Google to buy Quickoffice
Google is buying Quickoffice, the maker of a widely used mobile app for working on documents created in Microsoft’s programs for word processing, spreadsheets and presentations. The deal announced on Tuesday gives Google Inc more tools to undercut Microsoft Corp, as more people get work done on smartphones and tablet computers. Quickoffice makes those devices compatible with Microsoft Office, even if the software suite is not installed on them. Financial terms of the acquisition were not disclosed.
Sony bosses shun bonuses
Seven Sony executives, including chairman Howard Stringer and president Kazuo Hirai, are giving up their performance-based bonus pay. The Tokyo-based electronics and entertainment company said yesterday that they were forgoing bonuses for the fiscal year through March because of the massive challenges to turn around the business. Sony did not disclose how much money was being returned. The company paid ￥224 million (US$2.8 million) in such bonuses for the fiscal year through March 2011 to eight executives.
Burger King targets Russia
Burger King is expanding its empire overseas, this time in Russia. The world’s second-largest hamburger chain said on Tuesday it had reached a deal with its franchise operator in the country to open several hundred new locations in the next few years. There are currently 57 Burger King outlets in Russia. The deal continues the Miami-based chain’s focus on expanding in emerging markets at a time when the fast-food industry is becoming increasingly saturated in the US. In the past year, 80 percent of Burger King’s new openings have been in the region encompassing Europe, the Middle East and Africa.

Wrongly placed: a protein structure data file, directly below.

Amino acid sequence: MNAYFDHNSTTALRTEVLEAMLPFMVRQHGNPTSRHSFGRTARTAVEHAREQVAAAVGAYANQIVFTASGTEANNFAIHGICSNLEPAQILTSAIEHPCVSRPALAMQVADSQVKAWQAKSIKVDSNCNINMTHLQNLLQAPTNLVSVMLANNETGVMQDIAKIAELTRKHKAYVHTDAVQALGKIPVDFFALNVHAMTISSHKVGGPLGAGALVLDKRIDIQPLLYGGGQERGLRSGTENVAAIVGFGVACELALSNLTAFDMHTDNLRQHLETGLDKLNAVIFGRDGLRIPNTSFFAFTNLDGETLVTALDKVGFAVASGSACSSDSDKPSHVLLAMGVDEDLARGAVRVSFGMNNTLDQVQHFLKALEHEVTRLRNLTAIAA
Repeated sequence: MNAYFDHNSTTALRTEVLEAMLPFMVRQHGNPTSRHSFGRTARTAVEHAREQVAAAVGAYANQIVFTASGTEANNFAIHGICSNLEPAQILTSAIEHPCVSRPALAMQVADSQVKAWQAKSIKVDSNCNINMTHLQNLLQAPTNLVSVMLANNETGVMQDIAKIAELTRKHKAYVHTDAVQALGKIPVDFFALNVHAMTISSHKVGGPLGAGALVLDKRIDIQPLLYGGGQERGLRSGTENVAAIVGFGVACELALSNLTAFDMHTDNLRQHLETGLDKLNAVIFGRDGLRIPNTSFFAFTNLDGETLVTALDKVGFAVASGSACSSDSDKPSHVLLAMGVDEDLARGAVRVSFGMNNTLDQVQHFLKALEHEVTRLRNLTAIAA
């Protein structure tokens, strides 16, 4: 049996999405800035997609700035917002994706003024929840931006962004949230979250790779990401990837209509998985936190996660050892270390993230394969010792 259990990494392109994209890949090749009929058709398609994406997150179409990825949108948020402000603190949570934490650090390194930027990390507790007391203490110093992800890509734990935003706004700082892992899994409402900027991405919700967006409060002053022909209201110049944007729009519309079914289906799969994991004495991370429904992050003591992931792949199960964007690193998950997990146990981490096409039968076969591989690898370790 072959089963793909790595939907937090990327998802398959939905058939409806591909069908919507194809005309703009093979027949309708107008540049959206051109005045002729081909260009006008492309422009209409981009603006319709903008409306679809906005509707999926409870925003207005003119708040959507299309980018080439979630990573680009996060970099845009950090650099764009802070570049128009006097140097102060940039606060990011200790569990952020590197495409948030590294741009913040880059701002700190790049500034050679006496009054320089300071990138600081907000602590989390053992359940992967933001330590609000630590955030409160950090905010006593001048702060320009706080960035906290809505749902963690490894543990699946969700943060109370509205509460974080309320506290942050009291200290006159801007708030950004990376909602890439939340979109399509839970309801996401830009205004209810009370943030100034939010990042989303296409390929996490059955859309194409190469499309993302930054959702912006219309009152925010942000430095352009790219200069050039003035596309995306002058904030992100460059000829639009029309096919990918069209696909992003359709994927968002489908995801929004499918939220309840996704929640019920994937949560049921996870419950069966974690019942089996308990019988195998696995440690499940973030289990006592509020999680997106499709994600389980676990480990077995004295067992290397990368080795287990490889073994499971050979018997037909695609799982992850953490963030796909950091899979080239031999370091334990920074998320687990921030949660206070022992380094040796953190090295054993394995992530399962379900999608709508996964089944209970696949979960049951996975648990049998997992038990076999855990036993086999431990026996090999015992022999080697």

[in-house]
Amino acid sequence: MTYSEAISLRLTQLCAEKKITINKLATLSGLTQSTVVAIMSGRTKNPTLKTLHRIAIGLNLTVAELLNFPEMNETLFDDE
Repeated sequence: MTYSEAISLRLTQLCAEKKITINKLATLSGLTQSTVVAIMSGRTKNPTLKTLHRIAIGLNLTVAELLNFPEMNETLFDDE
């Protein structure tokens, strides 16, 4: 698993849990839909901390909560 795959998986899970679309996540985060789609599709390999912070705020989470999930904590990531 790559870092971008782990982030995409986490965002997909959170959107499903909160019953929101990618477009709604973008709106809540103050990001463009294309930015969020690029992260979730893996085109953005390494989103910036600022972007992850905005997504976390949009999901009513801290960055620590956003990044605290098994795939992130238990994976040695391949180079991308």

German, Austrian ratings cut
Moody’s Investors Service cut the credit ratings of six German banking groups, including Commerzbank AG, and Austria’s three largest banks, such as Erste Group Bank AG, yesterday, saying they face risks if the eurozone crisis deepens. Moody’s said German lenders face risks to the quality of their assets if the eurozone crisis deepens or the global economy slows more. For the Austrian banks, Moody’s said vulnerabilities from operating conditions in Central and Eastern Europe were the reasons for the ratings cut.
Firms eye ‘greener’ plastic
Five leading US global companies, including Coca-Cola and Ford, on Tuesday unveiled a joint effort to develop 100 percent plant-based plastics in their products, cutting the use of fossil fuels. Coca-Cola, Ford, Heinz, Nike and Procter & Gamble said they were launching a working group focused on speeding up the development and use of 100 percent plant-based polyethylene terephthalate (PET) plastic. PET is a durable, lightweight plastic. All five companies use PET based on fossil fuels such as oil in bottles, apparel, footwear, and automotive fabric and carpet.
Weaker demand hits exports
The trade ministry reported flat export growth for April yesterday as weaker demand in the trade-dependent economy’s key European and US markets offset continued strong shipments to China. Malaysia exported 57.7 billion ringgit (US$18.2 billion) of goods in April, just shy of the 57.8 billion ringgit reported in April of last year.